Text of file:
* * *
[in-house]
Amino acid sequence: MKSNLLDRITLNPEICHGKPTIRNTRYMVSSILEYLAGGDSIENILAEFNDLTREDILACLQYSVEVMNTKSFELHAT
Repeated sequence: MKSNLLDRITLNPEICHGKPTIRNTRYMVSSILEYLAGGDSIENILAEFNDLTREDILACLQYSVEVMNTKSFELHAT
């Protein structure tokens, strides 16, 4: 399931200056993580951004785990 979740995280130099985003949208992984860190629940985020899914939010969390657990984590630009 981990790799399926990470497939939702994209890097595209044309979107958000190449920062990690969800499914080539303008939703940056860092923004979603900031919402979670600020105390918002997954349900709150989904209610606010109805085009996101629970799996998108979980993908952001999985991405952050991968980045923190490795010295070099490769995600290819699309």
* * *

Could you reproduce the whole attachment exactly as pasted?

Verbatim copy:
[in-house]
Amino acid sequence: MKSNLLDRITLNPEICHGKPTIRNTRYMVSSILEYLAGGDSIENILAEFNDLTREDILACLQYSVEVMNTKSFELHAT
Repeated sequence: MKSNLLDRITLNPEICHGKPTIRNTRYMVSSILEYLAGGDSIENILAEFNDLTREDILACLQYSVEVMNTKSFELHAT
């Protein structure tokens, strides 16, 4: 399931200056993580951004785990 979740995280130099985003949208992984860190629940985020899914939010969390657990984590630009 981990790799399926990470497939939702994209890097595209044309979107958000190449920062990690969800499914080539303008939703940056860092923004979603900031919402979670600020105390918002997954349900709150989904209610606010109805085009996101629970799996998108979980993908952001999985991405952050991968980045923190490795010295070099490769995600290819699309």